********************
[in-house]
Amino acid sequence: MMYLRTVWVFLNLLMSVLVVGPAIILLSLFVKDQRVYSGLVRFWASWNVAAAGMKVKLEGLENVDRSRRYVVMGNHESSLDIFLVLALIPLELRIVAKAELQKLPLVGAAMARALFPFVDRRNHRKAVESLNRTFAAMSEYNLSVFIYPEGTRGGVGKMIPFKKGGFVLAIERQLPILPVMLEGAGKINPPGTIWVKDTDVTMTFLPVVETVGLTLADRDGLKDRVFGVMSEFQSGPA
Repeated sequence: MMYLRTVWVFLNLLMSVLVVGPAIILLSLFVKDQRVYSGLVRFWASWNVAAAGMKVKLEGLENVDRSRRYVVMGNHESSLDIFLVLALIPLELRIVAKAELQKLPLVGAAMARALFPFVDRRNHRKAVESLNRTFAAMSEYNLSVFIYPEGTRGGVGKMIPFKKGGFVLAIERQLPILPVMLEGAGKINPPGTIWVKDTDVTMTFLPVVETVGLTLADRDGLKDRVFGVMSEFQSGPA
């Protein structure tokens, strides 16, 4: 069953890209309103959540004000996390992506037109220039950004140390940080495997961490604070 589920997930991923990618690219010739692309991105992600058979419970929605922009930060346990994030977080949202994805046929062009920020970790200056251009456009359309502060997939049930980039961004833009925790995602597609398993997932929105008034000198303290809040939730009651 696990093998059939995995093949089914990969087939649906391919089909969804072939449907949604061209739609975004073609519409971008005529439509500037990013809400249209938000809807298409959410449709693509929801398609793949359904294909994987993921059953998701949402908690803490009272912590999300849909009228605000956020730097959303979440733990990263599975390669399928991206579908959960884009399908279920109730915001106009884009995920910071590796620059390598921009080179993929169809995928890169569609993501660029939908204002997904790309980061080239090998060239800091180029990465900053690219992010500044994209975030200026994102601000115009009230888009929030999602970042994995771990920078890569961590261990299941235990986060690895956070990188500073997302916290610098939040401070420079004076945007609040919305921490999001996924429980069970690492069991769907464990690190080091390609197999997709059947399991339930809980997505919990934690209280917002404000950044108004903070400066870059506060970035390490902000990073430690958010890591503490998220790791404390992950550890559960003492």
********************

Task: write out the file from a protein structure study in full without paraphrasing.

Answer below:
[in-house]
Amino acid sequence: MMYLRTVWVFLNLLMSVLVVGPAIILLSLFVKDQRVYSGLVRFWASWNVAAAGMKVKLEGLENVDRSRRYVVMGNHESSLDIFLVLALIPLELRIVAKAELQKLPLVGAAMARALFPFVDRRNHRKAVESLNRTFAAMSEYNLSVFIYPEGTRGGVGKMIPFKKGGFVLAIERQLPILPVMLEGAGKINPPGTIWVKDTDVTMTFLPVVETVGLTLADRDGLKDRVFGVMSEFQSGPA
Repeated sequence: MMYLRTVWVFLNLLMSVLVVGPAIILLSLFVKDQRVYSGLVRFWASWNVAAAGMKVKLEGLENVDRSRRYVVMGNHESSLDIFLVLALIPLELRIVAKAELQKLPLVGAAMARALFPFVDRRNHRKAVESLNRTFAAMSEYNLSVFIYPEGTRGGVGKMIPFKKGGFVLAIERQLPILPVMLEGAGKINPPGTIWVKDTDVTMTFLPVVETVGLTLADRDGLKDRVFGVMSEFQSGPA
């Protein structure tokens, strides 16, 4: 069953890209309103959540004000996390992506037109220039950004140390940080495997961490604070 589920997930991923990618690219010739692309991105992600058979419970929605922009930060346990994030977080949202994805046929062009920020970790200056251009456009359309502060997939049930980039961004833009925790995602597609398993997932929105008034000198303290809040939730009651 696990093998059939995995093949089914990969087939649906391919089909969804072939449907949604061209739609975004073609519409971008005529439509500037990013809400249209938000809807298409959410449709693509929801398609793949359904294909994987993921059953998701949402908690803490009272912590999300849909009228605000956020730097959303979440733990990263599975390669399928991206579908959960884009399908279920109730915001106009884009995920910071590796620059390598921009080179993929169809995928890169569609993501660029939908204002997904790309980061080239090998060239800091180029990465900053690219992010500044994209975030200026994102601000115009009230888009929030999602970042994995771990920078890569961590261990299941235990986060690895956070990188500073997302916290610098939040401070420079004076945007609040919305921490999001996924429980069970690492069991769907464990690190080091390609197999997709059947399991339930809980997505919990934690209280917002404000950044108004903070400066870059506060970035390490902000990073430690958010890591503490998220790791404390992950550890559960003492």